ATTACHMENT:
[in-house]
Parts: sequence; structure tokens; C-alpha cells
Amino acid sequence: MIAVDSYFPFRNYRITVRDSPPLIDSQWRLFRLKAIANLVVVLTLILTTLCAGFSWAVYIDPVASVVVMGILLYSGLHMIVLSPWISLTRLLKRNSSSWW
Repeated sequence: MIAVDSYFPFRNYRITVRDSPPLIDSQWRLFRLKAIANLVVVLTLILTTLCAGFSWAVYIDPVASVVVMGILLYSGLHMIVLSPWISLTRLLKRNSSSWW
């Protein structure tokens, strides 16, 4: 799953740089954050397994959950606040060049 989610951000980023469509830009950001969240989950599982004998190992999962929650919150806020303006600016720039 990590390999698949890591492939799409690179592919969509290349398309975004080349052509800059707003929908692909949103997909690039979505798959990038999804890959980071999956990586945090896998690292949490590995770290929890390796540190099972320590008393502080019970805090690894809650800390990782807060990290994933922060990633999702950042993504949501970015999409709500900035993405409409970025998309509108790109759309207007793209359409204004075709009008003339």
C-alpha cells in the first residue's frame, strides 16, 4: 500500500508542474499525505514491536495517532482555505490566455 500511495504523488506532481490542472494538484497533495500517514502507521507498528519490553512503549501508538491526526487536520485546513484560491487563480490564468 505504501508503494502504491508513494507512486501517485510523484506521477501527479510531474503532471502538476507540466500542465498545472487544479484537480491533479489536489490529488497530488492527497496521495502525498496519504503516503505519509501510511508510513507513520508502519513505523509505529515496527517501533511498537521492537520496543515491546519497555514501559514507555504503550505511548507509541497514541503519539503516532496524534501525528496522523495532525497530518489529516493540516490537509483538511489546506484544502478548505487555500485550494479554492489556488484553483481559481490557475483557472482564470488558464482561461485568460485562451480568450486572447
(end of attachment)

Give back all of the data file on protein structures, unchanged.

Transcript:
[in-house]
Parts: sequence; structure tokens; C-alpha cells
Amino acid sequence: MIAVDSYFPFRNYRITVRDSPPLIDSQWRLFRLKAIANLVVVLTLILTTLCAGFSWAVYIDPVASVVVMGILLYSGLHMIVLSPWISLTRLLKRNSSSWW
Repeated sequence: MIAVDSYFPFRNYRITVRDSPPLIDSQWRLFRLKAIANLVVVLTLILTTLCAGFSWAVYIDPVASVVVMGILLYSGLHMIVLSPWISLTRLLKRNSSSWW
């Protein structure tokens, strides 16, 4: 799953740089954050397994959950606040060049 989610951000980023469509830009950001969240989950599982004998190992999962929650919150806020303006600016720039 990590390999698949890591492939799409690179592919969509290349398309975004080349052509800059707003929908692909949103997909690039979505798959990038999804890959980071999956990586945090896998690292949490590995770290929890390796540190099972320590008393502080019970805090690894809650800390990782807060990290994933922060990633999702950042993504949501970015999409709500900035993405409409970025998309509108790109759309207007793209359409204004075709009008003339």
C-alpha cells in the first residue's frame, strides 16, 4: 500500500508542474499525505514491536495517532482555505490566455 500511495504523488506532481490542472494538484497533495500517514502507521507498528519490553512503549501508538491526526487536520485546513484560491487563480490564468 505504501508503494502504491508513494507512486501517485510523484506521477501527479510531474503532471502538476507540466500542465498545472487544479484537480491533479489536489490529488497530488492527497496521495502525498496519504503516503505519509501510511508510513507513520508502519513505523509505529515496527517501533511498537521492537520496543515491546519497555514501559514507555504503550505511548507509541497514541503519539503516532496524534501525528496522523495532525497530518489529516493540516490537509483538511489546506484544502478548505487555500485550494479554492489556488484553483481559481490557475483557472482564470488558464482561461485568460485562451480568450486572447